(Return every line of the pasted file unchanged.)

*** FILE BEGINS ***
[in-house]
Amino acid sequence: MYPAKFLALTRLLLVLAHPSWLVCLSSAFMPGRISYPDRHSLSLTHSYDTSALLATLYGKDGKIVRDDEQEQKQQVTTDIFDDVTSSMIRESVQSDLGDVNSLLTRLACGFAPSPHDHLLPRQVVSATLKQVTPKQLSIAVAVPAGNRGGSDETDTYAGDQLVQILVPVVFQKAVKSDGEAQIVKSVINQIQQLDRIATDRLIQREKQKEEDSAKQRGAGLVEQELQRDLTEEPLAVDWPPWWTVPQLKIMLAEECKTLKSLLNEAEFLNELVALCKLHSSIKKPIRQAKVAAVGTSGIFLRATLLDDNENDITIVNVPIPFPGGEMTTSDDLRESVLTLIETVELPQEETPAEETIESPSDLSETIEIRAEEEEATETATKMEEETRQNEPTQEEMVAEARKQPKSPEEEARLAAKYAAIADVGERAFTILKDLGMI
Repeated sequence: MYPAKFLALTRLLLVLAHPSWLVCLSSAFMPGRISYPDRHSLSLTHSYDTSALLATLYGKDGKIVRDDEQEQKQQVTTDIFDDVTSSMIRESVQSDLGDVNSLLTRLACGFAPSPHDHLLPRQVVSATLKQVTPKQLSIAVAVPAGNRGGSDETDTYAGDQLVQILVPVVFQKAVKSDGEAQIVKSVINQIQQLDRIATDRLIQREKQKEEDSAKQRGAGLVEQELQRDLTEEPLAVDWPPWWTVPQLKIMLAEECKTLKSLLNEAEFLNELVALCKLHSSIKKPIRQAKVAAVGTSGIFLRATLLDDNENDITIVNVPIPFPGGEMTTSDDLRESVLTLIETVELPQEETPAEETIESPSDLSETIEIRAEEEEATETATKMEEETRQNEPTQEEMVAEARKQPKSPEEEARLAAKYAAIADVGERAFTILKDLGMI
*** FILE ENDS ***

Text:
[in-house]
Amino acid sequence: MYPAKFLALTRLLLVLAHPSWLVCLSSAFMPGRISYPDRHSLSLTHSYDTSALLATLYGKDGKIVRDDEQEQKQQVTTDIFDDVTSSMIRESVQSDLGDVNSLLTRLACGFAPSPHDHLLPRQVVSATLKQVTPKQLSIAVAVPAGNRGGSDETDTYAGDQLVQILVPVVFQKAVKSDGEAQIVKSVINQIQQLDRIATDRLIQREKQKEEDSAKQRGAGLVEQELQRDLTEEPLAVDWPPWWTVPQLKIMLAEECKTLKSLLNEAEFLNELVALCKLHSSIKKPIRQAKVAAVGTSGIFLRATLLDDNENDITIVNVPIPFPGGEMTTSDDLRESVLTLIETVELPQEETPAEETIESPSDLSETIEIRAEEEEATETATKMEEETRQNEPTQEEMVAEARKQPKSPEEEARLAAKYAAIADVGERAFTILKDLGMI
Repeated sequence: MYPAKFLALTRLLLVLAHPSWLVCLSSAFMPGRISYPDRHSLSLTHSYDTSALLATLYGKDGKIVRDDEQEQKQQVTTDIFDDVTSSMIRESVQSDLGDVNSLLTRLACGFAPSPHDHLLPRQVVSATLKQVTPKQLSIAVAVPAGNRGGSDETDTYAGDQLVQILVPVVFQKAVKSDGEAQIVKSVINQIQQLDRIATDRLIQREKQKEEDSAKQRGAGLVEQELQRDLTEEPLAVDWPPWWTVPQLKIMLAEECKTLKSLLNEAEFLNELVALCKLHSSIKKPIRQAKVAAVGTSGIFLRATLLDDNENDITIVNVPIPFPGGEMTTSDDLRESVLTLIETVELPQEETPAEETIESPSDLSETIEIRAEEEEATETATKMEEETRQNEPTQEEMVAEARKQPKSPEEEARLAAKYAAIADVGERAFTILKDLGMI